A new report co-published by the Florida Times Union and journalism non-profit ProPublica revealed strong evidence that the sheriff’s office in Jacksonville has been racially profiling people of color for pedestrian citations. While such tickets might seem a minor annoyance, the disproportionate way in which they are reportedly being doled out raises serious concerns that the department could be disparately deploying justice. If it’s happening with pedestrian tickets, it’s not an enormous leap of logic to suppose it may be happening when it comes to other offenses too.
Our traffic ticket defense lawyers know that a simple allegation of racial discrimination won’t necessarily stand up as a defense in court. While it could be grounds to file a civil rights lawsuit, in criminal or traffic courts, the main issue will be the reasonable suspicion to stop the individual and the strength of evidence of a crime or violation.
As far as these citations, Florida has a wide range of 28 different statutes pedestrians are required to follow. There are prohibitions on everything from jaywalking to crossing the street against a red light. Local ordinance in Jacksonville also allows ticketing for crossing the street at anything other than a right angle, crossing at a yellow light or not walking on the left side of the road that lacks a sidewalk. The sheriff’s office insists it must vigorously enforce these provisions because Florida has the highest rate of pedestrian deaths in the country. That is true, of course, but the journalists discovered the laws aren’t being applied unilaterally.
First of all, the tickets aren’t being issued at intersections that have been identified as dangerous for pedestrians, where the most fatal crashes occur. Instead, records show, they are issued in some of the poorest neighborhoods in the city and disproportionately to the black residents there. Over the course of five years, while blacks accounted for 29 percent of the population, they received 55 percent of all pedestrian tickets. Blacks were three times as likely to receive these traffic tickets (which typically cost about $65 each) than their white counterparts. Those who live in the three poorest zip codes within the city were six times as likely to receive pedestrian traffic tickets than those who lived in the city’s wealthier zip codes.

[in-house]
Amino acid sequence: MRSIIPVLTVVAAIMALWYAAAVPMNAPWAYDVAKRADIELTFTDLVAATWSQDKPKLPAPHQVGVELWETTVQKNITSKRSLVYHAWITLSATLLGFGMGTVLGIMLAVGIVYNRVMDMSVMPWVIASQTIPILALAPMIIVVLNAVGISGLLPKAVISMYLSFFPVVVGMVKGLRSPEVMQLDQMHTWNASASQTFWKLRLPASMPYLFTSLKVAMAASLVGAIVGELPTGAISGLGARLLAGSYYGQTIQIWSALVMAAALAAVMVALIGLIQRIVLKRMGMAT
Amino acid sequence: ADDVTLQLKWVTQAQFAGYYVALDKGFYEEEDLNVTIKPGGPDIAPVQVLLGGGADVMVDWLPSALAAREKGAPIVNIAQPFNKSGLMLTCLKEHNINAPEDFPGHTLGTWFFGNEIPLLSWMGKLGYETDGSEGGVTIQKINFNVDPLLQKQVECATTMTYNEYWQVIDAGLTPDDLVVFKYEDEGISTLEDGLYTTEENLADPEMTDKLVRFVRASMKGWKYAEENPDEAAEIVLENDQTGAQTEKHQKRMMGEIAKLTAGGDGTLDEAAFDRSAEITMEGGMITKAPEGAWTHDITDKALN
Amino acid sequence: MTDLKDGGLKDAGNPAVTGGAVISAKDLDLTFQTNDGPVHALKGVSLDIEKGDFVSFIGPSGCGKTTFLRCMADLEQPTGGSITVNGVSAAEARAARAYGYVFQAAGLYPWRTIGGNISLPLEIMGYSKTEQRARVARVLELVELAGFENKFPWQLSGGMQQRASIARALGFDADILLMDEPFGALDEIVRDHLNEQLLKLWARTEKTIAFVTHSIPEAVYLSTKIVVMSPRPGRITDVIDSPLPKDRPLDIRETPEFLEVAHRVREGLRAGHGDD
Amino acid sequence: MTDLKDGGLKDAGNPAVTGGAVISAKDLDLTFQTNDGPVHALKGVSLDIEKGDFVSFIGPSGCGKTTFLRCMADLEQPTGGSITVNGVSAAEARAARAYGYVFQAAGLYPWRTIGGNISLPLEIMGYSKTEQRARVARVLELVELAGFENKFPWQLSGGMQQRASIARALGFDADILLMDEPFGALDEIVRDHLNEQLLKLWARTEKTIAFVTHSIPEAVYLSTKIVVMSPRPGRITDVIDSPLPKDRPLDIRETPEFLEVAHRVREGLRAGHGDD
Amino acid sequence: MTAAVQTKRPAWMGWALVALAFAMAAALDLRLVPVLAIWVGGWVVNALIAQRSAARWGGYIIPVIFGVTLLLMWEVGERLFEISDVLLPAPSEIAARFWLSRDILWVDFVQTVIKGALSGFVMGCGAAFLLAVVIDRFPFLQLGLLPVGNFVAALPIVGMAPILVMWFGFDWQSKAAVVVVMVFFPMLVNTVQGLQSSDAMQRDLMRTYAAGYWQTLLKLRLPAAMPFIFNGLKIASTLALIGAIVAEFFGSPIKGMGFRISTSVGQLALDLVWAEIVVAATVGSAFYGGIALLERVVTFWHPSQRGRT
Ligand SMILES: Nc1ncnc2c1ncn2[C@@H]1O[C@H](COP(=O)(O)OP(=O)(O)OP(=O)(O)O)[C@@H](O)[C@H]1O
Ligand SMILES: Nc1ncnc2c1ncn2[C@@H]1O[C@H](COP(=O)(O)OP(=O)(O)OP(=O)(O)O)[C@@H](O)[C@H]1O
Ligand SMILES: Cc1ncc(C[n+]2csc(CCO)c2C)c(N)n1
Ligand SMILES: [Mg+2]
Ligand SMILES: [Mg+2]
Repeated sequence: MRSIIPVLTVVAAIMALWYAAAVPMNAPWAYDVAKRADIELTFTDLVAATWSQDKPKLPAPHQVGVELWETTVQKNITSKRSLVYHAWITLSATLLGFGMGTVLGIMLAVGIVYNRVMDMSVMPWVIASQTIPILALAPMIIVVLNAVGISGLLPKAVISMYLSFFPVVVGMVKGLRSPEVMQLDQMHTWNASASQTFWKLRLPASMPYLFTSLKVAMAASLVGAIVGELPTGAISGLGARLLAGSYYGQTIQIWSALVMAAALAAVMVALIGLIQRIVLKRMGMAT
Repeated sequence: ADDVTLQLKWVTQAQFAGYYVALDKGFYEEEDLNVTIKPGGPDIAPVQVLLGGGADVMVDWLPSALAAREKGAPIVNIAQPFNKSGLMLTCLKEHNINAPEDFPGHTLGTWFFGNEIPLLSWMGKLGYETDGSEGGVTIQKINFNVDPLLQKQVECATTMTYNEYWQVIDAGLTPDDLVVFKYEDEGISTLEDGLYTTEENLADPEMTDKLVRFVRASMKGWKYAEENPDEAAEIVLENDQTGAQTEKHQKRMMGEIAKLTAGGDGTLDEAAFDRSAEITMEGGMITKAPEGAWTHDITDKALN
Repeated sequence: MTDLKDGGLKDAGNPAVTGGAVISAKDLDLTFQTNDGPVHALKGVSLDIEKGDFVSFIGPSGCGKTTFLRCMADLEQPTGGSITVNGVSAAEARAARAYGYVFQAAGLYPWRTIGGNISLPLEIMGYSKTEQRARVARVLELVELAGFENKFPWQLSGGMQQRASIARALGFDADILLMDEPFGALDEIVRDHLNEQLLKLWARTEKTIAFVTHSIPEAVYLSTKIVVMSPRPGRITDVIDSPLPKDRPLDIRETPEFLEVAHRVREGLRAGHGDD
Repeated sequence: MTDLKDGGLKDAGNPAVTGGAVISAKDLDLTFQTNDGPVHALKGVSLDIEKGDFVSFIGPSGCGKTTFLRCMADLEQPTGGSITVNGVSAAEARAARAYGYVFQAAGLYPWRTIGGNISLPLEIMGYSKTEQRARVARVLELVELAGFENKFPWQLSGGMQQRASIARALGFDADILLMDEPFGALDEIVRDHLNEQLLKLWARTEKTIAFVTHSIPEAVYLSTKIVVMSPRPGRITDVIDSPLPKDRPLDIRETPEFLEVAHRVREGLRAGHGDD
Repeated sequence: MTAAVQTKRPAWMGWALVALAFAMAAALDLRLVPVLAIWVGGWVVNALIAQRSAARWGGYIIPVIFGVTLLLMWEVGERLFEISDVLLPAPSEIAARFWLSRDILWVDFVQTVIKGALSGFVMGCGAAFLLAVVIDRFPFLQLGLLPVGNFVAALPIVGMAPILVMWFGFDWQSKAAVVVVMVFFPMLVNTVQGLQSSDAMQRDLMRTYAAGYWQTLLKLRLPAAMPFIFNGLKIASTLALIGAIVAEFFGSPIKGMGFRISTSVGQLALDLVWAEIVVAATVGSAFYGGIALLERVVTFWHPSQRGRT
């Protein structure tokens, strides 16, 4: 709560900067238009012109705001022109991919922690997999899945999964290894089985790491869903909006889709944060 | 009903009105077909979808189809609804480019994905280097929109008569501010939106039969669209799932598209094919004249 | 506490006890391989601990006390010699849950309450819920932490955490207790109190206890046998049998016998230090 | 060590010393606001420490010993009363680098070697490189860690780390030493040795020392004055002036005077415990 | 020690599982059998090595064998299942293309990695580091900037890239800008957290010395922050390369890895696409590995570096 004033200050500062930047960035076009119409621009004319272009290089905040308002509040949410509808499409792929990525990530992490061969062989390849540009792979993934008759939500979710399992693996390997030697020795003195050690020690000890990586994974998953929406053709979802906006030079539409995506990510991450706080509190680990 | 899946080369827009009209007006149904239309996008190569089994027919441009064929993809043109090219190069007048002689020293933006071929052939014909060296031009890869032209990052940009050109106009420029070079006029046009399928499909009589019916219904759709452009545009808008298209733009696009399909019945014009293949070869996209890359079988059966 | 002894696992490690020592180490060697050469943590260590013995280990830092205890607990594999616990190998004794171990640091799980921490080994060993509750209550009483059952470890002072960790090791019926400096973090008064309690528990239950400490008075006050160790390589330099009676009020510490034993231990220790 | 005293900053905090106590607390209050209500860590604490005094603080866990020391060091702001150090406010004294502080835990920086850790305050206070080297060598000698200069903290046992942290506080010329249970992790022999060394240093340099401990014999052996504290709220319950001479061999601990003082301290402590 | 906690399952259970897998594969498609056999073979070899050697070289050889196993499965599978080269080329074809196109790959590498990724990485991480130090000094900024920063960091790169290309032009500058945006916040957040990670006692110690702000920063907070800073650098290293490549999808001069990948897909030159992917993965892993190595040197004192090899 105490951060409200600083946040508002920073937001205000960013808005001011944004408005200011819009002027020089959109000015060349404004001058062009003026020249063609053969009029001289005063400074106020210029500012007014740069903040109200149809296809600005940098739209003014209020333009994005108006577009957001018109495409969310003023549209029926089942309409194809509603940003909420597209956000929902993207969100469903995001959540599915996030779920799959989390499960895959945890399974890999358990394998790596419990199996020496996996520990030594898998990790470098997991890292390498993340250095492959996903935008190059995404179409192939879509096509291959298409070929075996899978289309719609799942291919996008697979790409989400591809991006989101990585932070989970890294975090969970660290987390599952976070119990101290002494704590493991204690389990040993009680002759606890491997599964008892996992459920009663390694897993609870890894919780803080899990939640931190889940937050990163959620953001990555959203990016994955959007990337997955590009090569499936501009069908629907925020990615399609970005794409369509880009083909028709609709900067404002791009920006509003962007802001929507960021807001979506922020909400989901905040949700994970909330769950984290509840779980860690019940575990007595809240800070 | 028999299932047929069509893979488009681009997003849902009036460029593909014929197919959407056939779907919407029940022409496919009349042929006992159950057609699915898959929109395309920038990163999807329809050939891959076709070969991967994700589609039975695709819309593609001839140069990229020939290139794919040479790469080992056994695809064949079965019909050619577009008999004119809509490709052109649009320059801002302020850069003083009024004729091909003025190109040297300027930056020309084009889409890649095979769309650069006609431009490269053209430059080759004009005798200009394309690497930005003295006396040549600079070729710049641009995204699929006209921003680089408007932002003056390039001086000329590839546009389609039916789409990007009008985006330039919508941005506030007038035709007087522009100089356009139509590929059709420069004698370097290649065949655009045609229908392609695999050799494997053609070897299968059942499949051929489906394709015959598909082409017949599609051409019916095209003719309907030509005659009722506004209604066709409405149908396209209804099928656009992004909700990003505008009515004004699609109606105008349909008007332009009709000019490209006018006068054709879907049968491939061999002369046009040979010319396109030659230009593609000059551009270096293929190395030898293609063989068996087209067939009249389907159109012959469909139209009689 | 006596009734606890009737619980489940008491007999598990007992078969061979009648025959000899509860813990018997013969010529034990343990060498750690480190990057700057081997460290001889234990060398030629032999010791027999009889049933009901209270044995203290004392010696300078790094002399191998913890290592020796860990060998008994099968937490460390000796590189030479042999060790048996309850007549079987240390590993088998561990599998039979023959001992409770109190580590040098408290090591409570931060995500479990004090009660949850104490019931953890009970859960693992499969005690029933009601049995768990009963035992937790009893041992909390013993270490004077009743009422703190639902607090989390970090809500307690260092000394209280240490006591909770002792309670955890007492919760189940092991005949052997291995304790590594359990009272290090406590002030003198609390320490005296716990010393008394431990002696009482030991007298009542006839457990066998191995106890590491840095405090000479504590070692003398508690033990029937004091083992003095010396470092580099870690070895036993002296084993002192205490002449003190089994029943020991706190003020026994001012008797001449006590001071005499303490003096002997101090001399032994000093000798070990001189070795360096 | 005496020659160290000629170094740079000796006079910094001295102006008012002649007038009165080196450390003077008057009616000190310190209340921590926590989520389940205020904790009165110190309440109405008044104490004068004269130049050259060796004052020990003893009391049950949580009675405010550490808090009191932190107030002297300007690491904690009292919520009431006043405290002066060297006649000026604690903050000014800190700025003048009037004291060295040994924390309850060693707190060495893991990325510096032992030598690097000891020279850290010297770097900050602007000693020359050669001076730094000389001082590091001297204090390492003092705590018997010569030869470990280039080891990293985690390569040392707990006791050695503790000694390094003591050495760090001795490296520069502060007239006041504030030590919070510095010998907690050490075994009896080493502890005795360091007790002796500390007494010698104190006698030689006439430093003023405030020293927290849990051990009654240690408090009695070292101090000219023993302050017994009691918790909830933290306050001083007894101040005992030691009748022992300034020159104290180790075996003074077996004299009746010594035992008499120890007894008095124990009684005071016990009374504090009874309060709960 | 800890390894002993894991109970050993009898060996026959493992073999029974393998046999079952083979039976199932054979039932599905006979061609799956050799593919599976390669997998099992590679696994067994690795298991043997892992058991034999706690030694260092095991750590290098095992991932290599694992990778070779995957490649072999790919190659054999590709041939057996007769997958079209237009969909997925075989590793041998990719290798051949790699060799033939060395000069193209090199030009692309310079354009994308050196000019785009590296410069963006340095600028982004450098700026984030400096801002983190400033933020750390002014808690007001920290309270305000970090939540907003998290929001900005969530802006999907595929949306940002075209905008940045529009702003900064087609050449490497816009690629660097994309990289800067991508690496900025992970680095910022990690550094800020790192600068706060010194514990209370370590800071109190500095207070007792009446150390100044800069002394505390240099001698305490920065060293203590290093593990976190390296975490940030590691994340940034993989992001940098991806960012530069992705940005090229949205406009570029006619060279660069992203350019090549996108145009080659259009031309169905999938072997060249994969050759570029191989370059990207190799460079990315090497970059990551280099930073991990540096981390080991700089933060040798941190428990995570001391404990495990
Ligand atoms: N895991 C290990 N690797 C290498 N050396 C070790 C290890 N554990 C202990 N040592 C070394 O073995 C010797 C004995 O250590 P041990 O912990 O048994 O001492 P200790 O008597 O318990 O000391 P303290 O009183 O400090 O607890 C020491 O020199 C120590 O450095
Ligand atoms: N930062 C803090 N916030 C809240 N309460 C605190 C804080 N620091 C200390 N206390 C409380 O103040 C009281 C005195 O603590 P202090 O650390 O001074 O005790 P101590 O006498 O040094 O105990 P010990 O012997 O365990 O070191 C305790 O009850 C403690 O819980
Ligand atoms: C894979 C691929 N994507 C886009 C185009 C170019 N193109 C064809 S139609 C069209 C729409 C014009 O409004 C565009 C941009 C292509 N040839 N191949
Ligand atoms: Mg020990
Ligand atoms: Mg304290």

The sheriff’s office defended these numbers by arguing that black people were violating the law more than others in the city. The second-in-command at the sheriff’s office said there was no evidence to indicate the tickets weren’t justified. He also said that stopping individuals for pedestrian violations as a means to establish probable cause to search the individual isn’t wrong either.
Of course, Jacksonville isn’t the first to display this kind of disparity. You may recall a few years ago, The New York Police Department’s “stop-and-frisk” policy, which was ultimately deemed unconstitutional. Police agencies in Los Angeles, Philadelphia and elsewhere grappled with the same issue. In Ferguson, Missouri, the U.S. Department of Justice concluded police there were enforcing civil codes and traffic violations disproportionately against minority communities in order to drum up revenue for the city.
That doesn’t appear to be the case exactly in Jacksonville, as these citations only amount to about $70,000 a year. However, thousands of those fines are still outstanding, meaning they are forwarded to collections agencies and have the potential to harm your credit. It can also lead to a suspended driver’s license.
Reporters did touch on the issue of pedestrian safety, they snapped several photographs of uniformed police officers themselves violating these same pedestrian laws – repeatedly.
As noted by legal analysts, these tactics are not only ineffective, they serve to alienate the communities targeted. More than 33 percent of the pedestrian tickets issued over the course of several years in Jacksonville were given to black males between the ages of 14 and 35.
Call Fort Lauderdale Criminal Defense Attorney Richard Ansara at (954) 761-4011. Serving Broward, Miami-Dade and Palm Beach counties.
Walking While Black, Nov. 16, 2017, By Topher Sanders and Kate Rabinowitz, ProPublica, and Benjamin Conarck, Florida Times Union
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